FENNEMORE CRAIG | GOVERNMENT AFFAIRS UPDATE
Good afternoon and welcome to the May 2018 Edition of the Fennemore Craig Interim Newsletter. Less than a week remains between now and the Primary Election here in the Silver State. Due to a lack of General Election contenders in districts with heavy voter registration leads, a number of important races on both the state and local government levels will be decided on June 12th. As the headlines and airwaves become dominated by political maneuvering on both sides of the aisle, state agencies continue doing the less glamorous work of implementing and administering the law. Below, you will find a snapshot of the regulatory and political events that took place in our state in the month of May.
Fennemore Craig offers a variety of services during the interim period in order to help our clients navigate the regulatory environment and prepare for the impending 80th Legislative Session. Our Government Affairs team is available to track relevant agency decisions, interpret proposed regulations, and work with clients to draft legislation for the coming session. As we formally enter the 2018 campaign season, we are also poised to offer consultation on candidate engagement and contribution strategies that fit each client’s individual needs. Please contact a member of our team if you wish to receive more information about these services.
Richard Bryan | 702.791.8249 | email@example.com
Tyre Gray | 702.338.59040 | firstname.lastname@example.org
Katie Hoffman | 775.788.2245 | email@example.com
Kerry Kramer | 702.692.8038 | firstname.lastname@example.org
Jon Leleu | 702.692.8037 | email@example.com
Dan Reaser | 775.788.2226 | firstname.lastname@example.org
Jim Wadhams | 702.683.3020 | email@example.com
Jesse Wadhams | 775.544.7263 | firstname.lastname@example.org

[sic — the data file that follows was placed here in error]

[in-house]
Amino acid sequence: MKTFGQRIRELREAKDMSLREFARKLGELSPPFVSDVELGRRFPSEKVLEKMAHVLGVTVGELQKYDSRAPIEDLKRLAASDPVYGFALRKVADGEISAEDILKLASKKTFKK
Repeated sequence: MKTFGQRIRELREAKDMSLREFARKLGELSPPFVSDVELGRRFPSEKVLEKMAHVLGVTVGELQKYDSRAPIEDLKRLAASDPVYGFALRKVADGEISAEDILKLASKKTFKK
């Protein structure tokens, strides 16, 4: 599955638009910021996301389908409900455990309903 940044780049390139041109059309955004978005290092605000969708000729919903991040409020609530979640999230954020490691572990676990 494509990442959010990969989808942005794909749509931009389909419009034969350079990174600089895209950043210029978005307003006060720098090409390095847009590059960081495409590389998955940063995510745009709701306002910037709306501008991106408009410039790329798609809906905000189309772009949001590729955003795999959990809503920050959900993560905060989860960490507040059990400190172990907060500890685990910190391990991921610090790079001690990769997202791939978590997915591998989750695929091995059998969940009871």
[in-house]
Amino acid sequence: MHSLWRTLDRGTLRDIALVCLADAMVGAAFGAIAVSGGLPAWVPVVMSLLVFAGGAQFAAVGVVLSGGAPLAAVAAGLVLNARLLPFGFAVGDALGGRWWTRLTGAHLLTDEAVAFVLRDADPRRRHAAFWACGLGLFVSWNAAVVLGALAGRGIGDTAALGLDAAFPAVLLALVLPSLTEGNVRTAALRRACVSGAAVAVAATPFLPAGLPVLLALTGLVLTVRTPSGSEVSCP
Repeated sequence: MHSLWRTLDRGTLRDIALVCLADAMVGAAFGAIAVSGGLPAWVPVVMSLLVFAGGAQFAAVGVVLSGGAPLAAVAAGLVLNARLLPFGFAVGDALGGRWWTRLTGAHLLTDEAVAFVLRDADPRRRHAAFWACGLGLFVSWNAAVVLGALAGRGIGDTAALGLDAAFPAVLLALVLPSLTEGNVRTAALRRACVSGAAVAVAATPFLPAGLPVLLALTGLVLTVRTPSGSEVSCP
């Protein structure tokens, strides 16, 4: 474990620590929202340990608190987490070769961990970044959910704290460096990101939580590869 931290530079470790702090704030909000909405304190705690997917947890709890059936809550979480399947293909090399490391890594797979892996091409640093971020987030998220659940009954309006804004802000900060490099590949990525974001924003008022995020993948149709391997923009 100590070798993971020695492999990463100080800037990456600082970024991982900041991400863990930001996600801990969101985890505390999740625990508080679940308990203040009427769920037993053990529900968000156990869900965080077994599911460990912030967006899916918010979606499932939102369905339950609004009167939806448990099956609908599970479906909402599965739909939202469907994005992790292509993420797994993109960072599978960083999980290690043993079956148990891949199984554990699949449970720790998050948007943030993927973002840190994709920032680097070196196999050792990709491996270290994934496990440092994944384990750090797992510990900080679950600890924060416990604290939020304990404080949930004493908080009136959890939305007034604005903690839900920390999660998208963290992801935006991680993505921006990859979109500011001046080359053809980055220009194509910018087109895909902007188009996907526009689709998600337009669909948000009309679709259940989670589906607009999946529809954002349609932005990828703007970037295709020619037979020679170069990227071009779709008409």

Carolyn Turner | 702.343.0974 | email@example.com
MAY 2018 IN REVIEW
It may feel like the next Legislative Session is just around the corner; however, some laws from 2017 still have yet to be implemented. The next implementation deadline is July 1st 2018, when 14 more bills are slated to take effect.
Drug Pricing Transparency
The state’s rulemaking process took an unusual turn of events in May to accommodate a July 1st effective date for one subsection of a bill aimed at pharmaceutical transparency, with the Legislature approving the drafted regulations prior to adoption by the governing agency. The Department of Health and Human Services (“DHHS”) came before the Legislative Commission to present draft regulations to implement Senate Bill 539 (“SB539”) in mid-May. SB539 mandates the disclosure of pricing information and profits related to the sale of essential diabetes drugs. The bill affects pharmaceutical companies, pharmacy benefit managers (“PBMs”), and pharmaceutical sales representatives.
The rulemaking process is meant to encourage public participation and stakeholder input in agency governance. Rulemaking may also be used as a tool for fostering better understanding of legal requirements between an agency and those subject to the law administered by the agency. By the adoption of interpretive rules, agencies may attempt to remove uncertainty or ambiguity in the law. Typically, regulations are adopted by state agencies after being vetted by stakeholders in a series of workshops and hearings. The adopted regulations are then sent on to the Legislative Commission, a panel of lawmakers that meets in between legislative sessions, for final approval. Because the Legislative Commission approved the regulations for SB539 during its unprecedented “early review”, they immediately took effect when the DHHS adopted the text two weeks later.